IT (True Self) – “I trust my intuition, in all areas of my life.”

Intuition is an inner knowing, a gut feeling, an awareness which comes without any logical analysis – it is the “voice” of the True Self. Intuition is accessed to guide all decisions, including career direction, family, and relationship choices, as well as eating and exercise selections. The True Self may listen to the others’ opinions, then discern whether they are in alignment with one’s own values. The True Self has an inner compass, which always points in the right direction.

Try this “taste” of EDIT™Reasons WHY We Eat
Click on the link for a downloadable worksheet which you can use to explore how the concepts of intuition can be applied to eating disorder behaviors. Discuss the three reasons WHY we eat, and guide clients to trust their INTUITION for the type and amount of food their bodies need.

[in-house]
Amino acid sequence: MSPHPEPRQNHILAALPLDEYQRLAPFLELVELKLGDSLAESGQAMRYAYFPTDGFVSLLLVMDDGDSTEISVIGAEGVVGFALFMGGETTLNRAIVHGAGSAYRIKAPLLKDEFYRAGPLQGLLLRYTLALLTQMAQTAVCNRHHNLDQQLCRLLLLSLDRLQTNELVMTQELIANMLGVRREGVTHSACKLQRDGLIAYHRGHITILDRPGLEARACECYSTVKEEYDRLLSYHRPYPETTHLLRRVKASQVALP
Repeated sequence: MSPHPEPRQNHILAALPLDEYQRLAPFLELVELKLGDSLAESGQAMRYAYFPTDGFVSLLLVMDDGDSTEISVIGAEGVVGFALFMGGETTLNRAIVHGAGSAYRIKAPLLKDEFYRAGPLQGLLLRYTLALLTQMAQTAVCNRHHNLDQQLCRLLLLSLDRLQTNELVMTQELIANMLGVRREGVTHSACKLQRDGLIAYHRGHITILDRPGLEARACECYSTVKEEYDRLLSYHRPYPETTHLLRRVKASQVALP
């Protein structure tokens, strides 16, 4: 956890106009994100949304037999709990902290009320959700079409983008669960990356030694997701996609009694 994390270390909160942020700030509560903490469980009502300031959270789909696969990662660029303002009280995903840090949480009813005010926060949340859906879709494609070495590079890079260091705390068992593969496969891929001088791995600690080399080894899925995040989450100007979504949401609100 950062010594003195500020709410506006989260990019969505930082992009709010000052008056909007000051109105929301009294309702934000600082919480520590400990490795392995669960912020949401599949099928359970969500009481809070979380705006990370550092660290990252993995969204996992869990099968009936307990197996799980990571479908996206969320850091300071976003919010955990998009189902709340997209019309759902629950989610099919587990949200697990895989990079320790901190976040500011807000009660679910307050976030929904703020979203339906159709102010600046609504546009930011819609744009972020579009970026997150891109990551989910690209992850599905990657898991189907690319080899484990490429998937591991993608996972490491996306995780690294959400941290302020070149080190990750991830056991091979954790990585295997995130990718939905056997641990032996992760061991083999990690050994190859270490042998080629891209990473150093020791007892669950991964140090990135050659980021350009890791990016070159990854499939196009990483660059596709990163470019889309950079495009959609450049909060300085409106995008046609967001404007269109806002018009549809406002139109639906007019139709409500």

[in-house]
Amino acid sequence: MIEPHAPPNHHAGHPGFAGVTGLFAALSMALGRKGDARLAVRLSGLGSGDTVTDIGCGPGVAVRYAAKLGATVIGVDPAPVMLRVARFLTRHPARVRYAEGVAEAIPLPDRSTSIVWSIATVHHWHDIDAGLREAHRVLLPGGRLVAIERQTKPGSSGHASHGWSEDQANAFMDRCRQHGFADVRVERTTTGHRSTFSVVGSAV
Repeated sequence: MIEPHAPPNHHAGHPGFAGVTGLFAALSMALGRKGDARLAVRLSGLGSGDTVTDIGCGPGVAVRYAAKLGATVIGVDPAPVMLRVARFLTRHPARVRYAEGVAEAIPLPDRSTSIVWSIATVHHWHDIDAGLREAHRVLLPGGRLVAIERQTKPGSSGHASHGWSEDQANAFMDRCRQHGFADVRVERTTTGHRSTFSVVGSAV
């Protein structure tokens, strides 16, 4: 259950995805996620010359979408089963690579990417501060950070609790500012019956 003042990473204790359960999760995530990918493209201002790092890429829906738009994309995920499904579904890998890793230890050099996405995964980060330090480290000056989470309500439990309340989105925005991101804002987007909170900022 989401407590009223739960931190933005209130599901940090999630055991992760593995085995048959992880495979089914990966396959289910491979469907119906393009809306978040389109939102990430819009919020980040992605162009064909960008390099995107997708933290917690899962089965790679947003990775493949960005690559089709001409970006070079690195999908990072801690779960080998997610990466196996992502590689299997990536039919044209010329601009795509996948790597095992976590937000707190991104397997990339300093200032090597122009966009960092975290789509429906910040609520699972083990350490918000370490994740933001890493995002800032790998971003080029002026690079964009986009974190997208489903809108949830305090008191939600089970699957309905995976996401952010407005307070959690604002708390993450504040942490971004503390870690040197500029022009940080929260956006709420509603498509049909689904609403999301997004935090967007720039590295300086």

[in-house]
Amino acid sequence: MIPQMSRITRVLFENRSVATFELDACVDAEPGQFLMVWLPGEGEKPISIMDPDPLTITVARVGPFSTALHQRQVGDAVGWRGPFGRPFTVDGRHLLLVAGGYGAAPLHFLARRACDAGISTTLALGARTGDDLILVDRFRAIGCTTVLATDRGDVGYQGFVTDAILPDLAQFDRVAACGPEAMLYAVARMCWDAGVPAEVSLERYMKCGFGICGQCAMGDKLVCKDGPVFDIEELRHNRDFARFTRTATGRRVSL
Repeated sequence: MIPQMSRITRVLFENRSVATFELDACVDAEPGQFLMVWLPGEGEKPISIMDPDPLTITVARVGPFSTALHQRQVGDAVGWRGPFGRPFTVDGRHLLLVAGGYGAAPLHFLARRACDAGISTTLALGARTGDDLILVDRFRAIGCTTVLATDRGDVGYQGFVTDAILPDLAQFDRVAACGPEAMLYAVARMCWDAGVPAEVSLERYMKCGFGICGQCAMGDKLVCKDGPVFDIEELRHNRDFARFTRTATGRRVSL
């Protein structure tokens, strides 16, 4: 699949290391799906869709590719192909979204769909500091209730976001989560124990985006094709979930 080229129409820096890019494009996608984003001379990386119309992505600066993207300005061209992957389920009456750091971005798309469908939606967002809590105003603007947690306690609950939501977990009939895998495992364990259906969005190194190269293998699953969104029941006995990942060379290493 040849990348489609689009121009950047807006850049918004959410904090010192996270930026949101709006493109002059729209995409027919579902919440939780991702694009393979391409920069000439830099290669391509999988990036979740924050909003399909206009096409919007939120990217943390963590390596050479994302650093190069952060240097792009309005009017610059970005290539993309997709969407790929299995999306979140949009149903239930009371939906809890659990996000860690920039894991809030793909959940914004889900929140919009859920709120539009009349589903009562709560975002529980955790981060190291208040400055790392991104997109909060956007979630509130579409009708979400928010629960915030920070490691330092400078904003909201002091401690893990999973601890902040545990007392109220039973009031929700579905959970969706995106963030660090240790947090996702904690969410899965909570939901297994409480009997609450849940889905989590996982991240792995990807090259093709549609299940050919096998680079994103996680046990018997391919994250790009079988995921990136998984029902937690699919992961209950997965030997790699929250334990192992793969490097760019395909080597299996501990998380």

1. Side Dish: Express Your Self

ED (false self) – “Just put on a happy face, and try to fit in.”

The false self is very good at pretending everything is “fine” and acting in a manner to evoke acceptance from others. The false self may be compensating for past experiences where it was unsafe to show certain emotions. Eating disorder behaviors serve to keep emotions hidden. Any expressed emotions are “safe” masks the false self wears.

IT (True Self) – “I am grateful for my range of emotions, and freedom of expression.”

The True Self has insightful emotional awareness, healthy emotional expression, and safe emotional vulnerability. There is an ability to experience intense emotions, using a variety of coping skills as needed. All emotions are authentic expressions of the True Self.

Try this “taste” of EDIT™ The Mask